When I first started my coaching practice I had no idea what boundaries were. Often my “free” introductory sessions were two and half hours long. I didn’t have many paying clients so I wasn’t concerned about how much time I spent with them. I also was open to any form of payment. I did trades with people even when I would never have paid for the service in the first place (meaning I did not really value it at the same value as my coaching time.)
As I got much busier, I realized I was leaking a lot of time and energy in my business, which meant I was not making money. I started to put some boundaries in place that would protect my time and enable me to make the money I should be making.
Many women in business consider themselves “giving” and “generous”. But then they complain that they’re not making the income they think they should be making.
This is what I call “the money leaks” in your business: over-giving and undercharging are two of the biggest culprits.
So let’s look at a few of the ways you can stop the leaks in your business by instituting boundaries to protect your time and your income. One of the bonuses of creating strong boundaries is that people respect you more. They understand that your time is precious and you will not be giving them more than they should get and therefore they are much more likely to respect you, once you respect your boundaries.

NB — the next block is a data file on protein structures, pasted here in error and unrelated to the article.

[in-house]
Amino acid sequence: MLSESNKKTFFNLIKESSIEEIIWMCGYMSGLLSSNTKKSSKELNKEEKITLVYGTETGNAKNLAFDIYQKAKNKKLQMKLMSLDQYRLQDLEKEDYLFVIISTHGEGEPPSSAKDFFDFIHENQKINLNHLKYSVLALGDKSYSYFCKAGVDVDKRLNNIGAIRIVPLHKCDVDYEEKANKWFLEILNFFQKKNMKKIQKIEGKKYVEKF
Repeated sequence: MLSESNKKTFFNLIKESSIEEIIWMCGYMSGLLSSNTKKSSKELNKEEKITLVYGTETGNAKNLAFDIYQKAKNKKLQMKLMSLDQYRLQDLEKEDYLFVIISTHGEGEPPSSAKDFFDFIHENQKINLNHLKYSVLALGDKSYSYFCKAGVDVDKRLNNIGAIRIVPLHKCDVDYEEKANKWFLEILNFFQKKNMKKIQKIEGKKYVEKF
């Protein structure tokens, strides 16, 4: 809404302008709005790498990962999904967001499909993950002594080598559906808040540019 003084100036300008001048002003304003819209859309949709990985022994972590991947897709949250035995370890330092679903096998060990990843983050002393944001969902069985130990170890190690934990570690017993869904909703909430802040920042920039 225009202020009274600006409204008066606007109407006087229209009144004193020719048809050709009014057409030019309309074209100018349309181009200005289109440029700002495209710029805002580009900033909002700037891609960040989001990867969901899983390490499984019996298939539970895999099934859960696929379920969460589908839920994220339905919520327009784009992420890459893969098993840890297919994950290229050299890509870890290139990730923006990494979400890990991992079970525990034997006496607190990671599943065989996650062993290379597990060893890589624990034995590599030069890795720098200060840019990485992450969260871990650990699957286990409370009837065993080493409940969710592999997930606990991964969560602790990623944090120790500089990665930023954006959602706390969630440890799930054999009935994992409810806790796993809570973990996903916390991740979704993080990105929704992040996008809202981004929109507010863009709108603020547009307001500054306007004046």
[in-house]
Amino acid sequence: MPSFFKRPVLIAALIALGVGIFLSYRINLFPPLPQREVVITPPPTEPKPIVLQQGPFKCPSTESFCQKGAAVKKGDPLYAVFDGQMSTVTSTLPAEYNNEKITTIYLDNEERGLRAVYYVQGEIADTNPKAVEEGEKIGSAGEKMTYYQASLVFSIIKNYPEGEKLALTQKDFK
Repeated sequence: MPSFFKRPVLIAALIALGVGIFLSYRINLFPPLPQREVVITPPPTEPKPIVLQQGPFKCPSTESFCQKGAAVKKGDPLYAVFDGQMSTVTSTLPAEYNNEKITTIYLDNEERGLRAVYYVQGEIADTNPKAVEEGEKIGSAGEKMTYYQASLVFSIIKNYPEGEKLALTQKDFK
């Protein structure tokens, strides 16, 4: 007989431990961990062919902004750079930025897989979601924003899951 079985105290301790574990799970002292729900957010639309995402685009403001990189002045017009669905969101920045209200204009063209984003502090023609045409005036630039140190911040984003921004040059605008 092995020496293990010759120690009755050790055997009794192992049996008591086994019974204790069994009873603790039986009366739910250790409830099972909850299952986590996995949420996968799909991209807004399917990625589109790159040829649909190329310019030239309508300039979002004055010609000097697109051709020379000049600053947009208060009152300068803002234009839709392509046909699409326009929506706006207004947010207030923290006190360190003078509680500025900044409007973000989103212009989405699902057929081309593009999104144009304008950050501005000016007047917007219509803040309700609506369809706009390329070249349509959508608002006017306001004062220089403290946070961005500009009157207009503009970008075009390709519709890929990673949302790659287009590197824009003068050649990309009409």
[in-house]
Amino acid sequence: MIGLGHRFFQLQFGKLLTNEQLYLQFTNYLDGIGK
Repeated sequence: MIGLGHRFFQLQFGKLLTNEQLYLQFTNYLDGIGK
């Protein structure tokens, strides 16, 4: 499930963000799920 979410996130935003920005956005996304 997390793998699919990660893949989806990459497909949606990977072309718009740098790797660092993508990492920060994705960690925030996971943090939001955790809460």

Four of the biggest money leaks are:
Going overtime on sessions (or not setting an end time): This has been a really hard one for me to institute myself, so the way that I manage my time is that I schedule people back to back. This way I have to get off the phone when the next client calls me. Organize your schedule so that you have sufficient breaks in your day but clients are limited to certain specific time frames. Let them know when you begin the call that you have to end at a certain time.
Trading for services: If you MUST do this, I recommend that you limit your trades to only 2 at a time, and only for services that you would normally pay for (think massages, chiropractor, acupuncture, etc.). If you have more than two trades going on, make a date by when you will be complete with those you want to eliminate and stick to it.
Over-giving: giving too much to your clients. This occurs when you have left the door open to clients to “email me anytime” or “text me”. Even when just one person takes advantage of this you can find yourself spending up to an hour a day reading and responding to emails from clients who are not paying you for that time. A good boundary here is a policy (or part of your contract) that limits email, text or phone calls to “emergencies” 10 minutes a week.
Under-charging: This is a huge area of leakage. Women consistently undercharge, and feel guilty about “losing people” that they want to serve. Part of the problem is the mentality of charging an hourly rate. Start thinking about your service as a program, where you offer a suite of services (VIP days, sessions, and bonuses) for a bigger price tag. Or offer a package of services for a price that is less than the hourly rate but you get paid in full in advance.
These are just a few recommendations that will significantly increase your income while enhancing your credibility as a professional. Try some of them and let me know how it goes!